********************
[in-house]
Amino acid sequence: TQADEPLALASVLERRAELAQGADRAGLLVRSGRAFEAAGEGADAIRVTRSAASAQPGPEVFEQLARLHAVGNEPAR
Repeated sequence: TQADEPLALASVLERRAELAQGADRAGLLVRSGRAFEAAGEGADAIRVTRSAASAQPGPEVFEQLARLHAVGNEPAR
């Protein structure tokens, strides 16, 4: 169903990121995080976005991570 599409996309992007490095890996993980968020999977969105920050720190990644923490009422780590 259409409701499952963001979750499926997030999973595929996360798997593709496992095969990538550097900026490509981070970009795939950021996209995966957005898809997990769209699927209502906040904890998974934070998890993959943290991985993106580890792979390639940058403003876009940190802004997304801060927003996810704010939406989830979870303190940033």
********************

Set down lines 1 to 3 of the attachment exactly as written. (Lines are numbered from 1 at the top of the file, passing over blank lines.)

[in-house]
Amino acid sequence: TQADEPLALASVLERRAELAQGADRAGLLVRSGRAFEAAGEGADAIRVTRSAASAQPGPEVFEQLARLHAVGNEPAR
Repeated sequence: TQADEPLALASVLERRAELAQGADRAGLLVRSGRAFEAAGEGADAIRVTRSAASAQPGPEVFEQLARLHAVGNEPAR